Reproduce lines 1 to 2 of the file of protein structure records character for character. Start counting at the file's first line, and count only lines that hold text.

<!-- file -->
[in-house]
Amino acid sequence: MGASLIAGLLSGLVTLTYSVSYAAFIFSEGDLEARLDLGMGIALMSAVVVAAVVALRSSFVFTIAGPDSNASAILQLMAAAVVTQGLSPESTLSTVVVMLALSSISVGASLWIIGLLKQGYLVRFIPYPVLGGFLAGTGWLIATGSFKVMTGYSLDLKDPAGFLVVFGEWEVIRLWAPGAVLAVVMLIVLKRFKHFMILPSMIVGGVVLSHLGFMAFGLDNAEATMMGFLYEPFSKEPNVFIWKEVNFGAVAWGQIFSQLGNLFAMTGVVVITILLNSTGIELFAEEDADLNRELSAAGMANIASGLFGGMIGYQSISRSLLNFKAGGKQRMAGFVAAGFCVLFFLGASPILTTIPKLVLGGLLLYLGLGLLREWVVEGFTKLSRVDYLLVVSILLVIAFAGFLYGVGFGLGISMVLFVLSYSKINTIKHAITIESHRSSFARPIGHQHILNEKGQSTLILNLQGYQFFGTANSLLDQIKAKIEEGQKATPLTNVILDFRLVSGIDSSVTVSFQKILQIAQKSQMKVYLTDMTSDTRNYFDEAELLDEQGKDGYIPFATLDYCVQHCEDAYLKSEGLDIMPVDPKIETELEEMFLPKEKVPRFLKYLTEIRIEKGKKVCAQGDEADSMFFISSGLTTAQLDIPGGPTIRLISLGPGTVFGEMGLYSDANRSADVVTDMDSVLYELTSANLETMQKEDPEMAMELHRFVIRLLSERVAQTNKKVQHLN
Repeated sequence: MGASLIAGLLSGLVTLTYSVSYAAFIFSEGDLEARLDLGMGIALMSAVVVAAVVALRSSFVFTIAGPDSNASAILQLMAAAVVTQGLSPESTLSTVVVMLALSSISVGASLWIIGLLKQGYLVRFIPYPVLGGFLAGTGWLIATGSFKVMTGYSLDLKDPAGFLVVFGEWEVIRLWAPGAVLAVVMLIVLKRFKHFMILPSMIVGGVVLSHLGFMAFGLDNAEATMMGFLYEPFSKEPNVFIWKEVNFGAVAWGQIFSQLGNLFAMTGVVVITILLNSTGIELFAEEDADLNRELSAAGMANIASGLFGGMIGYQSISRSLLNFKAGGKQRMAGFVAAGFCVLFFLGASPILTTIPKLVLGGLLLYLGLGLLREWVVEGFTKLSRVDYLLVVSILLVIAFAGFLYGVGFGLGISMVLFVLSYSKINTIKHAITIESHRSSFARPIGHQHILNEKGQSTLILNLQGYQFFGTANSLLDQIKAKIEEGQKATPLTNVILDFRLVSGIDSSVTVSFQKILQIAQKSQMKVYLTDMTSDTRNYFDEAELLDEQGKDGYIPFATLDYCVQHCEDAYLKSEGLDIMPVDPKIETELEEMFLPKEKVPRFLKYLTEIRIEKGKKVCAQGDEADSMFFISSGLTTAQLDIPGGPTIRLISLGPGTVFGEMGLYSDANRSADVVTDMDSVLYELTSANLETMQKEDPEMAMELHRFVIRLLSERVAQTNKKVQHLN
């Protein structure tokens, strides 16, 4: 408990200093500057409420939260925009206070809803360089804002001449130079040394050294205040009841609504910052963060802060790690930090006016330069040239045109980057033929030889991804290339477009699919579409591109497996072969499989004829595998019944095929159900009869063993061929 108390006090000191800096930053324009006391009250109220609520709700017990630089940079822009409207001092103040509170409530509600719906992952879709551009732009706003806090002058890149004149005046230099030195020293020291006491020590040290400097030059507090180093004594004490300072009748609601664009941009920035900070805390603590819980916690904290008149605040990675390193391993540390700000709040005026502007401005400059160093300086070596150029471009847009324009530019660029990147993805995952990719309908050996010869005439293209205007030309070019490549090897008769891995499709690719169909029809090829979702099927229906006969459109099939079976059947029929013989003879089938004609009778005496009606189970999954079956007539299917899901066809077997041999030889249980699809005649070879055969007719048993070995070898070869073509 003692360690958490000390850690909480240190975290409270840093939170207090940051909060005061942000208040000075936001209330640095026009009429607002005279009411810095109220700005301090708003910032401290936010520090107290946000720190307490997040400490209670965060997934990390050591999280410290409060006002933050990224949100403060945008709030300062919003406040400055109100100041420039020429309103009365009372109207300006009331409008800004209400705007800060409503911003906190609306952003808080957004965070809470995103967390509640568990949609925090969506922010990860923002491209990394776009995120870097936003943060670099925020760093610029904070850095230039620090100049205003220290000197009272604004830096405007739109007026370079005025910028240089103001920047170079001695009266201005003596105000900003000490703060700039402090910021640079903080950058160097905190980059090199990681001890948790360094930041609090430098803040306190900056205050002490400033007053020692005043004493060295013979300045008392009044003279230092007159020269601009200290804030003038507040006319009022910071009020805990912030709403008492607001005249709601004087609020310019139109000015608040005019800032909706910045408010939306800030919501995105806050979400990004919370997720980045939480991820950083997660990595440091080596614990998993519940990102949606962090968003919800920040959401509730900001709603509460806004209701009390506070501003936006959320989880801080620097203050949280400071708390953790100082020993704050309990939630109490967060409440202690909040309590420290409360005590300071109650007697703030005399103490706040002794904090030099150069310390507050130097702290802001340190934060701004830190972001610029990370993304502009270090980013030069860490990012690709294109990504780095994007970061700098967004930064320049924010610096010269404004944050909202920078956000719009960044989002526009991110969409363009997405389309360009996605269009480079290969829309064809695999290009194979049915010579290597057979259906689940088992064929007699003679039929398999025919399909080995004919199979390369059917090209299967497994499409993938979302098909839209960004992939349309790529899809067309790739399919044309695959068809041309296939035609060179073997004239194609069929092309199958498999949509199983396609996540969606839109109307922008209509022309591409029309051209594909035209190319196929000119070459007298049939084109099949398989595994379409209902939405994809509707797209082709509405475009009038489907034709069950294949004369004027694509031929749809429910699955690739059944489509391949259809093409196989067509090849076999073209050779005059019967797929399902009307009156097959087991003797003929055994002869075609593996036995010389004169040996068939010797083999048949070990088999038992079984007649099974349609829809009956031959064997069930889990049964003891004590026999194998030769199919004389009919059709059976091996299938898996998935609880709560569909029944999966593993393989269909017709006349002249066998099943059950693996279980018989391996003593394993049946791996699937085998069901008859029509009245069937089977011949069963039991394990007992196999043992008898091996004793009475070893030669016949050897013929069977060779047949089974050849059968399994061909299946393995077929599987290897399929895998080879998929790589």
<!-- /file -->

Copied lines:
[in-house]
Amino acid sequence: MGASLIAGLLSGLVTLTYSVSYAAFIFSEGDLEARLDLGMGIALMSAVVVAAVVALRSSFVFTIAGPDSNASAILQLMAAAVVTQGLSPESTLSTVVVMLALSSISVGASLWIIGLLKQGYLVRFIPYPVLGGFLAGTGWLIATGSFKVMTGYSLDLKDPAGFLVVFGEWEVIRLWAPGAVLAVVMLIVLKRFKHFMILPSMIVGGVVLSHLGFMAFGLDNAEATMMGFLYEPFSKEPNVFIWKEVNFGAVAWGQIFSQLGNLFAMTGVVVITILLNSTGIELFAEEDADLNRELSAAGMANIASGLFGGMIGYQSISRSLLNFKAGGKQRMAGFVAAGFCVLFFLGASPILTTIPKLVLGGLLLYLGLGLLREWVVEGFTKLSRVDYLLVVSILLVIAFAGFLYGVGFGLGISMVLFVLSYSKINTIKHAITIESHRSSFARPIGHQHILNEKGQSTLILNLQGYQFFGTANSLLDQIKAKIEEGQKATPLTNVILDFRLVSGIDSSVTVSFQKILQIAQKSQMKVYLTDMTSDTRNYFDEAELLDEQGKDGYIPFATLDYCVQHCEDAYLKSEGLDIMPVDPKIETELEEMFLPKEKVPRFLKYLTEIRIEKGKKVCAQGDEADSMFFISSGLTTAQLDIPGGPTIRLISLGPGTVFGEMGLYSDANRSADVVTDMDSVLYELTSANLETMQKEDPEMAMELHRFVIRLLSERVAQTNKKVQHLN